GCSE Psychology Memory

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There are 3 ways in which we encode information:

-Visually (thorough Images)

-Acoustically ( through Sound)

-Semantically ( by meaning)

Once this information is encoded it is then stored. So we can access it later on. We store different types on information in different ways and this affects how we retrieve it later on.

Failure to retrieve something means that we can't remember.

The main differences between Short-Term Memory and Long-Term Memory is the duration

and the capacity.

STORAGE- encoded information is stored in out memory so that we can access it later on.

RETRIVEL- accessing or retrieving information from the storage.

DURATION- how long information can stay with that memory.

CAPACITY- how much information can be stored with that memory.

Multi-Store Model of Memory-Atkinson and Shiffrin

Atkinson and Shiffrin suggested that memory has separate stores. ( Sensory Memory, short term and long term.)

Sensory Memory- unencoded information that has been received through out senses is held for a few seconds in the sensory memory store before being passed on to the STM for encoding.

Short-Term Memory- contains encoded information from the sensory memory. Capacity is 5-9 objects and it's duration is up to 30 seconds. Usually encoded visually or acoustically. If it is rehearsed then is cam transfer into the Long-Term Memory.

Evidence to support the multi-store model of memory comes from cases where people have lost their short-term memory but kept the long-term memory or visa versa.


The multi-store model provides a simple description of memory processes.

Atkinson and Shiffrin used a scientific approach to carry out their research.

There is research to support the idea of separate memory stores.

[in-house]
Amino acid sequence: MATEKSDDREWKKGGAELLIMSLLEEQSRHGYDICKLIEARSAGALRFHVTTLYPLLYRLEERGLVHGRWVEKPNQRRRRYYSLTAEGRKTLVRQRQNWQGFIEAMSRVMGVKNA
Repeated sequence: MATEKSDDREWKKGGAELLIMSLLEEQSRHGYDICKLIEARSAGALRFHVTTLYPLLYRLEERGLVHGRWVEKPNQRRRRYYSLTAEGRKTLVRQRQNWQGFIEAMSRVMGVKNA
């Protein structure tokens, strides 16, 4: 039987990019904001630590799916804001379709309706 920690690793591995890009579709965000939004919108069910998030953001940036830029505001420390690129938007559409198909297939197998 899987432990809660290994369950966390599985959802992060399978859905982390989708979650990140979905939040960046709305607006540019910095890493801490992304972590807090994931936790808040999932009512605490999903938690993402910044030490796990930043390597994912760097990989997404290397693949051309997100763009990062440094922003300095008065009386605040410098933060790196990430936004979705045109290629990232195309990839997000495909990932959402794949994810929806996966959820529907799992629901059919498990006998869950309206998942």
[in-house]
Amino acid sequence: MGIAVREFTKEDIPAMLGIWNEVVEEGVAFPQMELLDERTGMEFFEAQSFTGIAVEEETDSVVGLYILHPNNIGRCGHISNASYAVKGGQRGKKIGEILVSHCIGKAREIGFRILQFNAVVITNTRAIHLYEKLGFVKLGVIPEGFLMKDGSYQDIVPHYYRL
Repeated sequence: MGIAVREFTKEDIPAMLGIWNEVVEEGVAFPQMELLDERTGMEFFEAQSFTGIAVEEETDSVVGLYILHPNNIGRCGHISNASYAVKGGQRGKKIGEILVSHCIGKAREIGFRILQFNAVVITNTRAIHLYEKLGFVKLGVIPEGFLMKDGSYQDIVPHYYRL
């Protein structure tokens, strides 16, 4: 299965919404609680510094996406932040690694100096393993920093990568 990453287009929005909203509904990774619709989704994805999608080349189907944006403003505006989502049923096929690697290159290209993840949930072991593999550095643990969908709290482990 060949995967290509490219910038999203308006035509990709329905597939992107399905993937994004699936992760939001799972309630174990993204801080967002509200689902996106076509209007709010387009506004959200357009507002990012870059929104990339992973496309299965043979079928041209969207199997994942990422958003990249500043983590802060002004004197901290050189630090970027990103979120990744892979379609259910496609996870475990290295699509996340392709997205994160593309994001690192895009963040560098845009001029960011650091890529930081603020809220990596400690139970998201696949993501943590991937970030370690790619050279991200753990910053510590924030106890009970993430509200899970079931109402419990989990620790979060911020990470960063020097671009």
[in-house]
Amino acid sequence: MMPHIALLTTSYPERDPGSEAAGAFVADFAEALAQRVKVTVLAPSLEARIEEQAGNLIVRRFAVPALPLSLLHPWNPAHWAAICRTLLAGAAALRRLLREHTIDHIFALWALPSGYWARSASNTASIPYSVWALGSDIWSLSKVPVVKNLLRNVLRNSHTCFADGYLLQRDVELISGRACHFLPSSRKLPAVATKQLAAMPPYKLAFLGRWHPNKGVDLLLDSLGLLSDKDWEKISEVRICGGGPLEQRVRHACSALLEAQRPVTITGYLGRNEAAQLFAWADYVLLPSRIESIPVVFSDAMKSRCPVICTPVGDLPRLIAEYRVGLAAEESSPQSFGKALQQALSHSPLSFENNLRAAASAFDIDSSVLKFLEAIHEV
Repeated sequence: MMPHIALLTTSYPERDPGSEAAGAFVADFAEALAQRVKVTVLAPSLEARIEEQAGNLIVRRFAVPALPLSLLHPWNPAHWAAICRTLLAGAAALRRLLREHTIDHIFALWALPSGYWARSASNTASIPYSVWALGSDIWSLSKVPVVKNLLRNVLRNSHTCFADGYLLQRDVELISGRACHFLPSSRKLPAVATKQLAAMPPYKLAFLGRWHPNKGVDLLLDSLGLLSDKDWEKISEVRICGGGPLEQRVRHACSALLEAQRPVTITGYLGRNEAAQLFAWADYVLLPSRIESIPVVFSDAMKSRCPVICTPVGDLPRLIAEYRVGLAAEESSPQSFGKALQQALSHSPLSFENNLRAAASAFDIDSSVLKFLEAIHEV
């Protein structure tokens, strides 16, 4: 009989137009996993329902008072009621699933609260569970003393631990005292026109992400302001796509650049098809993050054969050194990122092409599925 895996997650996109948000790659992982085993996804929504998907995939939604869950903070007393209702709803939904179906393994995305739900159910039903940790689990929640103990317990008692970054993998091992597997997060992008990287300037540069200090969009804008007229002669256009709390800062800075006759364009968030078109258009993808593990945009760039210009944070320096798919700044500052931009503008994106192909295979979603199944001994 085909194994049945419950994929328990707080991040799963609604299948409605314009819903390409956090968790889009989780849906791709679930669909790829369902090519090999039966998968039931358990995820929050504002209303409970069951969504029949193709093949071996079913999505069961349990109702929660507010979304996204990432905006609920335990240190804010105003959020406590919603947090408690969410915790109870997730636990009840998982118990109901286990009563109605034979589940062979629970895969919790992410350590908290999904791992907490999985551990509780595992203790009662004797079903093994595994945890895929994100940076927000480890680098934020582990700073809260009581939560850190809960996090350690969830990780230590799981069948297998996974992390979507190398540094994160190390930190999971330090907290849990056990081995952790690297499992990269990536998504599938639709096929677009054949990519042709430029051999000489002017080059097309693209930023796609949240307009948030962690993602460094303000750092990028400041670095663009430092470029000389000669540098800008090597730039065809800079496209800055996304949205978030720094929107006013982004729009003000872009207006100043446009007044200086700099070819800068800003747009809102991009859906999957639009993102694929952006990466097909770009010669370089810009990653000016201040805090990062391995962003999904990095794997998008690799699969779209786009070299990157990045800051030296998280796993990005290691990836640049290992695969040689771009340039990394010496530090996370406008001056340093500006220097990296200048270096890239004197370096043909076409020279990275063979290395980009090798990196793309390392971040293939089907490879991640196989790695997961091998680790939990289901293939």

It 's focus on memory for new facts or numbers, therefore this is why the model seems to explain how we remember a phone number until we dial it , but can't explain many of our everyday experiences with memory.

George Miller claimed that we can hold anything between 5-9 objects in out STM ( also know as magic number 7+/-2.

What happens when we already have this capacity on 9 objects in out STM?

Any new information that comes in displaces the old information that is already in there.

If you want to remember a phone number you would probably group the numbers together. This process is called CHUNKING and this improves the capacity or our short-term memory.

Key Study- Bower and Springston – Laboratory Experiment.

Aim: To see the effect of chunking.

Method: They had two groups of participants. The control group was presented with groups of letters like FB, IPH, DTW, AIB and M. The experimental group was given the same letters but grouped differently, FBI,PHD, CIA, IBM. You can see that when we arrange the letters like this then the letters 'make sense' to us, so we automatically 'chunk' them.

Results: The experimental group recalled many more letters than the control group.

Conclusion: Bower and Springston concluded that 'chunking' increases out capacity of STM. These groups of 3 letters


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